3 Fish Studios, work place of Eric Rewitzer and Annie Galvin
For our last studio visit of the day, Michael and I left the sunny Mission and headed out to the avenues, into the fog. But as I saw the fog upon the horizon, I reflected that I was a true San Franciscan by now, loving the fog and welcoming its cool and luminous light.
Eric Rewitzer (of 3 Fish Studios) is doing a series of food trucks for the gallery opening and I already coveted the one with the Mexican motifs.
Linocut Trucks in process for the Four Squared show at Arc Studio and Gallery
In contrast to the tiny artists' studios that I had visited, Eric (and his wife, Annie Galvin) work in a beautifully refurbished single story building that probably was some sort of grocery store back in the day. Micheal told me how Eric was able to negotiate with the owner, get a small business loan, fix up the space and start a thriving business.
I was impressed because that kind of business acumen, much less ability to weld power tools, is not often found among artists. I know that I can barely hammer a nail into the wall and if I miss my thumb, it's a miracle.
Eric was originally from Cleveland and took classes through high school and college. But, as is true with so many artists, he said that he has learned more in the past five years by making the prints than he ever did in school.
Eric RewitzerThe space is clean, full of light and stocked with all the tools that a lithographer/printer/engraver would need.The front area has shelves with the various kinds of work that they produce - original paintings, linocut and digital prints and postcards, among other items.
The huge work table in the middle of the room had several works in progress. Eric was nice enough to show me some of the steps that go into making a linocut - from drawing the template, cutting it, printing it and then, as a final step, coloring it in with watercolor.
When I stupidly asked how long it took to make one, he answered by telling me "48 (?) years." Oh, I can't tell you how many times I have wanted to respond to that question in that fashion but was never brave enough.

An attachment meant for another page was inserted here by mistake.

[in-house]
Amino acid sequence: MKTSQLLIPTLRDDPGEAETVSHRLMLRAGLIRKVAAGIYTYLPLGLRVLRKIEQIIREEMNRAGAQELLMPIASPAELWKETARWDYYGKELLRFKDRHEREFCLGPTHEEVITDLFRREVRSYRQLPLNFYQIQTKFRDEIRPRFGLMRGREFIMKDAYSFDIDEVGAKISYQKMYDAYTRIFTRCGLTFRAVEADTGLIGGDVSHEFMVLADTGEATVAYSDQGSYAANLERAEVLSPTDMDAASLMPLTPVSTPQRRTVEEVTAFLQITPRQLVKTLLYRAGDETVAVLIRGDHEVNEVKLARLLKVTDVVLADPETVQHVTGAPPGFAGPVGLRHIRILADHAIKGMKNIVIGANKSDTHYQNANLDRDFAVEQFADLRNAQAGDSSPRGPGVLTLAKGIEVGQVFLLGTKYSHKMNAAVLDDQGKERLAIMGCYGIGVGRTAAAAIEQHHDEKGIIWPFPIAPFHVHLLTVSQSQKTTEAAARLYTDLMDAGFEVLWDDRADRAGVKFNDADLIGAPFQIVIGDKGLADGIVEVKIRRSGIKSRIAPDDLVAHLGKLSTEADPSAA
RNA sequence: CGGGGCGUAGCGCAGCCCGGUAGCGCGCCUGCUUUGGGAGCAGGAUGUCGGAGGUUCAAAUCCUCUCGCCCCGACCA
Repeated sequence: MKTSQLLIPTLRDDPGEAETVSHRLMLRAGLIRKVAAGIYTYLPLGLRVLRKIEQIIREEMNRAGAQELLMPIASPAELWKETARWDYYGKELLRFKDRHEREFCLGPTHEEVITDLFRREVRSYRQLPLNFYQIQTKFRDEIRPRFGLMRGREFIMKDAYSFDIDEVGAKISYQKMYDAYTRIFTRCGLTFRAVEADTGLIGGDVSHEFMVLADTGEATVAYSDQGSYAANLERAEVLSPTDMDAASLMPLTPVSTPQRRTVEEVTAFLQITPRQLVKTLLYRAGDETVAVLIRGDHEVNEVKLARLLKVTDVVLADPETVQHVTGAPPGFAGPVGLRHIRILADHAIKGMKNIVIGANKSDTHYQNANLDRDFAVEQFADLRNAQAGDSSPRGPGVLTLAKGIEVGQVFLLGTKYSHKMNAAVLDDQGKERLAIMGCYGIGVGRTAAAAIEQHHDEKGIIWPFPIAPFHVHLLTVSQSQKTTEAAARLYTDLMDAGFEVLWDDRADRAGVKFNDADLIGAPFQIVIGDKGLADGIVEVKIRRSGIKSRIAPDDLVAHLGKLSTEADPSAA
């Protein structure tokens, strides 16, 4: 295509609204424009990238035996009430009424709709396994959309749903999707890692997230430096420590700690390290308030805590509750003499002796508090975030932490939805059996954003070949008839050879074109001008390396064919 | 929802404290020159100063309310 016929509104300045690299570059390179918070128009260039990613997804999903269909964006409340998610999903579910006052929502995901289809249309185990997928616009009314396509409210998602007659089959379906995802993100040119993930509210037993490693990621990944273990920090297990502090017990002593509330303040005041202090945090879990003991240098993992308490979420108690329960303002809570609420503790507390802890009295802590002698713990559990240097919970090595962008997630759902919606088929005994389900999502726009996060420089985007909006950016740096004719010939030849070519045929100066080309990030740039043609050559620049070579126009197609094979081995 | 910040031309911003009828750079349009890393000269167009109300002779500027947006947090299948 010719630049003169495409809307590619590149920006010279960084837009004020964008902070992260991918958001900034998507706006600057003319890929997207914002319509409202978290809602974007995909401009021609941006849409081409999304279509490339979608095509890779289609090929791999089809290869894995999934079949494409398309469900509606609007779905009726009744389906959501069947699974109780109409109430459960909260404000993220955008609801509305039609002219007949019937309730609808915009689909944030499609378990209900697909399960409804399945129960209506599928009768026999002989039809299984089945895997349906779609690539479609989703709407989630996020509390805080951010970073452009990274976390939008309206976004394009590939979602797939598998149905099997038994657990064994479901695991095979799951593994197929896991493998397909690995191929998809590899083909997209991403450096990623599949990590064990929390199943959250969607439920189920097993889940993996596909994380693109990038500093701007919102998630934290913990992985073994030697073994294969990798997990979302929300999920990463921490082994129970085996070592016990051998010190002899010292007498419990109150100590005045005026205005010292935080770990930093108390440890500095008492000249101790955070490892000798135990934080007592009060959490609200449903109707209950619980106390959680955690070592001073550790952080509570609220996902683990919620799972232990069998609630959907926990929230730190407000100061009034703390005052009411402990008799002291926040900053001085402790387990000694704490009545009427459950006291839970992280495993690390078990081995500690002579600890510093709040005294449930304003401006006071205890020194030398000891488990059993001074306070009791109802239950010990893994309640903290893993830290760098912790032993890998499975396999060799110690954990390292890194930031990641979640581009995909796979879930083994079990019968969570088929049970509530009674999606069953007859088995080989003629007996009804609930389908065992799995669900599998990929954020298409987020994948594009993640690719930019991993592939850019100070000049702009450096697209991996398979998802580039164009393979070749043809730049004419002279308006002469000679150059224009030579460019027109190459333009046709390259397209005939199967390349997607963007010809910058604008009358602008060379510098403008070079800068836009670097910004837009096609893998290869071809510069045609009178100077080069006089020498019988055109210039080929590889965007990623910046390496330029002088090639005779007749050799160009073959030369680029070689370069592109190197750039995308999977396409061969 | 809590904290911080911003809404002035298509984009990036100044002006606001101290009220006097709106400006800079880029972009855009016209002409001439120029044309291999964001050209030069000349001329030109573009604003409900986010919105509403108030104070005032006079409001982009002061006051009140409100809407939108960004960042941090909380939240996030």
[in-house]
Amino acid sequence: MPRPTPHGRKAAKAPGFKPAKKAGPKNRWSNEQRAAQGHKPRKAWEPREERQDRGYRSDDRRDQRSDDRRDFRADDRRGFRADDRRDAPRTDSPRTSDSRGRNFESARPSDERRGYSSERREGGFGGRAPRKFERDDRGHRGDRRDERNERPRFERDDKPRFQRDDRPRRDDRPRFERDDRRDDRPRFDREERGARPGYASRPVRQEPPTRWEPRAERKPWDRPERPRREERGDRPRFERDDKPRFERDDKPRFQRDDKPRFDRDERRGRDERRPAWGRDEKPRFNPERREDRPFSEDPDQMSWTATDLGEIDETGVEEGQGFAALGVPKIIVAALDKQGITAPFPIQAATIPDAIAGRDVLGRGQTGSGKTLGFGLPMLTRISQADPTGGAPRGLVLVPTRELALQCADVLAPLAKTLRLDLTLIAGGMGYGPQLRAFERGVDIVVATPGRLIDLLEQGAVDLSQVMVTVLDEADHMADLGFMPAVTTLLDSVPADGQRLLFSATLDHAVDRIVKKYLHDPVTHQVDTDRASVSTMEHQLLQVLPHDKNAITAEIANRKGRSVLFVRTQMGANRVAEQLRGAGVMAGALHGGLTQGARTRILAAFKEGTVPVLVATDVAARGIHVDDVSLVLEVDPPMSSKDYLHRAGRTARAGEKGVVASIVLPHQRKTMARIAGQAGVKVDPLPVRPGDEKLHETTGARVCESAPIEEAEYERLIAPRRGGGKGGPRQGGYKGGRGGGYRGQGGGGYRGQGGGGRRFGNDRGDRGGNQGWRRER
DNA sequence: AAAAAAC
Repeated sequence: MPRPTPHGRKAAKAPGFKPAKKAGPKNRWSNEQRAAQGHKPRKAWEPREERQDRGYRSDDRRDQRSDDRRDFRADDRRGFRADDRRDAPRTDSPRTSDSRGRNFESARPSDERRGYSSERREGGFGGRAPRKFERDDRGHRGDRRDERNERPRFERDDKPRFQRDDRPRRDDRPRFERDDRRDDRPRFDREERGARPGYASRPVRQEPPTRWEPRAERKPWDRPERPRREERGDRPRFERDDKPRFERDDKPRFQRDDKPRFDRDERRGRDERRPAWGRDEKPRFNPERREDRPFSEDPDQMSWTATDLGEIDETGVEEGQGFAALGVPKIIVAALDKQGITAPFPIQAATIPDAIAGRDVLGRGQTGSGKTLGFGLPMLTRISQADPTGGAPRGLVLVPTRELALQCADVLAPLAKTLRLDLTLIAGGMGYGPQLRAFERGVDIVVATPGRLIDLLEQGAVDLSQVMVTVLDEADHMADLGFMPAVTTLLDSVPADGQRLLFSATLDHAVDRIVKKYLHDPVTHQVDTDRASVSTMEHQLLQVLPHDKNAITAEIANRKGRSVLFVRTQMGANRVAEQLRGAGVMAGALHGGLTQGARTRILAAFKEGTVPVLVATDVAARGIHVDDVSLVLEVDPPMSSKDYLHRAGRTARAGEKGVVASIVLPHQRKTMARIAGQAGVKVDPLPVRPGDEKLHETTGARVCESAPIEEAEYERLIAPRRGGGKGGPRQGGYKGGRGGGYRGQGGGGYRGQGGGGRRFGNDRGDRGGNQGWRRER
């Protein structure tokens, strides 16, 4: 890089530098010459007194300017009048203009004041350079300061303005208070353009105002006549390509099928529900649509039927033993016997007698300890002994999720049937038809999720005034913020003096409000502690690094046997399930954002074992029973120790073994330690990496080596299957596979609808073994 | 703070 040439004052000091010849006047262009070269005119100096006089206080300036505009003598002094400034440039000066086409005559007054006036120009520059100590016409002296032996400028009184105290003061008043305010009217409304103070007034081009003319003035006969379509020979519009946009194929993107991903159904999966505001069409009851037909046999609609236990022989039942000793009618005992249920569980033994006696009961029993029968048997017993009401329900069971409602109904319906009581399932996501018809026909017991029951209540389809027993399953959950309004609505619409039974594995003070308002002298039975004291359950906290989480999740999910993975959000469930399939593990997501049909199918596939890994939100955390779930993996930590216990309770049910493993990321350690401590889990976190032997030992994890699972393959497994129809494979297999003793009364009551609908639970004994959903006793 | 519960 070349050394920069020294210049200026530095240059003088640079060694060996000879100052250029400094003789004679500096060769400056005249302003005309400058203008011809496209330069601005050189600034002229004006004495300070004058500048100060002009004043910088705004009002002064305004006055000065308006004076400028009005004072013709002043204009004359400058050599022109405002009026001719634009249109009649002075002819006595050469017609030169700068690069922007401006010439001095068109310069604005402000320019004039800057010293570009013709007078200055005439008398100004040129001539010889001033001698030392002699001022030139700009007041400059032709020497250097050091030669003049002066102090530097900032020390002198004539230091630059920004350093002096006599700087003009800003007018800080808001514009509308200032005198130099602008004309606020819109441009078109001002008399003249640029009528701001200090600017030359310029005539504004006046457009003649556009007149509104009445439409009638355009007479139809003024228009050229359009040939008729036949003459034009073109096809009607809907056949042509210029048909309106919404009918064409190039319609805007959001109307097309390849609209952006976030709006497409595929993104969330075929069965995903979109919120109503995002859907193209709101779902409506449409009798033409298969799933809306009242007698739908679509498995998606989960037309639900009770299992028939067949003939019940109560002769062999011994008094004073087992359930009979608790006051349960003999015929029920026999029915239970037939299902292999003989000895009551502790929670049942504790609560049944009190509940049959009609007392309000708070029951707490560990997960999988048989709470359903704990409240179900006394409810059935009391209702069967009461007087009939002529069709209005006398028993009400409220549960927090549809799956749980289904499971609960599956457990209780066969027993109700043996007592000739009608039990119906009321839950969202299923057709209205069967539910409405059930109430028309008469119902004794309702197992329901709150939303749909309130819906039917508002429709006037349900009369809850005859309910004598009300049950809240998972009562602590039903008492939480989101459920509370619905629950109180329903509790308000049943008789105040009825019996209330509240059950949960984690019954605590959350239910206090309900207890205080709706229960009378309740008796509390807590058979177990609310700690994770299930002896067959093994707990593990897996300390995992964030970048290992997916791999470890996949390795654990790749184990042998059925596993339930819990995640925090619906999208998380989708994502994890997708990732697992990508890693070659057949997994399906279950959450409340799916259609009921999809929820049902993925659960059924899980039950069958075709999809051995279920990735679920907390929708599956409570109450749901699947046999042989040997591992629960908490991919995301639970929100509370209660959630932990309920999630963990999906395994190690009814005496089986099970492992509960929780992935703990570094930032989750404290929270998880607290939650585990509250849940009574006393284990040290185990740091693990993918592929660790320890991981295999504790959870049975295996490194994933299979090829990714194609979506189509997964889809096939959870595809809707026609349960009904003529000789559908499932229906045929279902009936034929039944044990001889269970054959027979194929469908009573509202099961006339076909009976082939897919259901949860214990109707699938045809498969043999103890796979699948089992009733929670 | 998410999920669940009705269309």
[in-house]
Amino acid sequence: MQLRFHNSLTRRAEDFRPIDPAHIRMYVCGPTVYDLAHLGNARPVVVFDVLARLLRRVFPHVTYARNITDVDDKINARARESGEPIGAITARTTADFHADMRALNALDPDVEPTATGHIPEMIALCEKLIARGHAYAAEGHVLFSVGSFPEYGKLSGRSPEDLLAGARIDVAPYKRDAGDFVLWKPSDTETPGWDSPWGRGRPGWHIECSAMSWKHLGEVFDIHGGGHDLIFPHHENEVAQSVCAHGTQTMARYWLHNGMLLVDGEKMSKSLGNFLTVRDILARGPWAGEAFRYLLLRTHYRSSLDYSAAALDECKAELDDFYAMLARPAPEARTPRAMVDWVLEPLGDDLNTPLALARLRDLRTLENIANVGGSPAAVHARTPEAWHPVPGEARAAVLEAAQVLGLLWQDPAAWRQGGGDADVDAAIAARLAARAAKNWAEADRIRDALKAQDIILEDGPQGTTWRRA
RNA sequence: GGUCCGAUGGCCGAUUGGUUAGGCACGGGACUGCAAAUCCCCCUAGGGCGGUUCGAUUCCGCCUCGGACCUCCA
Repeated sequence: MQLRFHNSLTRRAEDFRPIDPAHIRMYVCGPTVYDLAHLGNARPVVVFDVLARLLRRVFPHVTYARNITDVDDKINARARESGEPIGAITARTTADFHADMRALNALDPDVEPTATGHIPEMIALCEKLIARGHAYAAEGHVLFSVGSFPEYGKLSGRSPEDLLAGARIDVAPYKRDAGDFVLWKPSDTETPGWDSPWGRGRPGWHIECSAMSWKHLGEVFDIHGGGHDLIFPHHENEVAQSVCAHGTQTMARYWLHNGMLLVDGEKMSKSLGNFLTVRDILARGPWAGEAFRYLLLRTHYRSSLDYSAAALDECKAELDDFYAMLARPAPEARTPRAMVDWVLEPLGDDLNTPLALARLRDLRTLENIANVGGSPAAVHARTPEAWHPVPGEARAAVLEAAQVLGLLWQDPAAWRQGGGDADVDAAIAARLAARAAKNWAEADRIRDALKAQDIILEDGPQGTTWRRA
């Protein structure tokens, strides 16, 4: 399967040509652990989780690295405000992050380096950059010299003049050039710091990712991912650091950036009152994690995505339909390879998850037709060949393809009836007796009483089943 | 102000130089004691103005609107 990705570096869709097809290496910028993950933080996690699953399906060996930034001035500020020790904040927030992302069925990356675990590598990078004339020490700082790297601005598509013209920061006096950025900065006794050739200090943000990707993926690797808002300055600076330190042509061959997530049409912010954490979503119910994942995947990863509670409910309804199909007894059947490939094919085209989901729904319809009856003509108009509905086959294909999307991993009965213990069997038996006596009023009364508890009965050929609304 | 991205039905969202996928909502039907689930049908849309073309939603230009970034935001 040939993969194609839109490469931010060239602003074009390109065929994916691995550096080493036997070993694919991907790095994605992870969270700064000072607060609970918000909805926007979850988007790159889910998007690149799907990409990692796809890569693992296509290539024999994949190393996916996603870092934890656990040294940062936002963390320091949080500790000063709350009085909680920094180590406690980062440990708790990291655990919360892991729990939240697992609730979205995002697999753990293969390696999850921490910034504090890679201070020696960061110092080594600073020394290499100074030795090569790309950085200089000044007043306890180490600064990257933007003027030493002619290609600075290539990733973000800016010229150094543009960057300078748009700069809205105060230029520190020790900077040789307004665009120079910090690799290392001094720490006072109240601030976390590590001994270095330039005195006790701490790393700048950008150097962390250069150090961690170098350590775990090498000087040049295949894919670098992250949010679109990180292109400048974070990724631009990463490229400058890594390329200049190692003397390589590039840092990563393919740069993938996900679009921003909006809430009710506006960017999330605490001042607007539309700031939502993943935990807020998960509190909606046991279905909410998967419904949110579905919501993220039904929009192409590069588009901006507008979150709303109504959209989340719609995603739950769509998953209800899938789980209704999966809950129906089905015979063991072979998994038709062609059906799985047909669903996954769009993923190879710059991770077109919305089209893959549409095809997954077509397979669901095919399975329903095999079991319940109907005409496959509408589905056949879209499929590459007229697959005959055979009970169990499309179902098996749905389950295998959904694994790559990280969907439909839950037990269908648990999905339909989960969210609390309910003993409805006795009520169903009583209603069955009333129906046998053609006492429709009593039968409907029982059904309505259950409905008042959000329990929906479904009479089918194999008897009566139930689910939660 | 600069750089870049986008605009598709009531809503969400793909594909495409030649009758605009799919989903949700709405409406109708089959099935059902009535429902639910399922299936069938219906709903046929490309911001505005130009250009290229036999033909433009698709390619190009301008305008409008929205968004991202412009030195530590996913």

Seriously, I think he told me that one piece can take several days from conception to completion.
In answer to my query about what kind of material he carved with, he wrote me (via e-mail) that the material he carves is artist grade linoleum. "Prints that are made with linoleum are called linocuts. Linoleum is simply ground-up cork mixed with linseed oil, then mounted on burlap. And yes, I get the brown linoleum shipped to me from the manufacturer in Germany, and my friend Rik Olson, another artist up in Sonoma, uses it, as do several other printmakers around the area."
I remember my printmaking class at the San Francisco Art Institute where we had to carve our prints in the toughest wood ever. As for printing, well, I don't think one printer at the SFAI was on a level floor. It made for quite a challenge. But Eric's space is a print maker's dream, with modern presses, spaces for inking and storage and even a garden in the back.
Eric's linocuts, waiting to be inked and printed.
His work reminds me of William Rice, an American woodblock print artist and educator who was associated with the Arts and Crafts Movement in California. Like Rice, Eric's work reflects a Japanese influence moderated through American eyes, strong graphic design and a respect for his materials that shows in their final production.
The last image is of their lucky duck. They told us that every time they lit up the duck, somebody came in and bought work. I am lighting the duck as a lucky symbol for next week's gallery opening and for lots of sales for all the artists showing.
Remember, support your local artist because art comes from the soul, saves the soul, represents the best of the soul.
Ars Longa, Vita Brevis.
On Facebook: https://www.facebook.com/3FishStudios
Arc Gallery and Studios: http://www.arc-sf.com/foursquared.html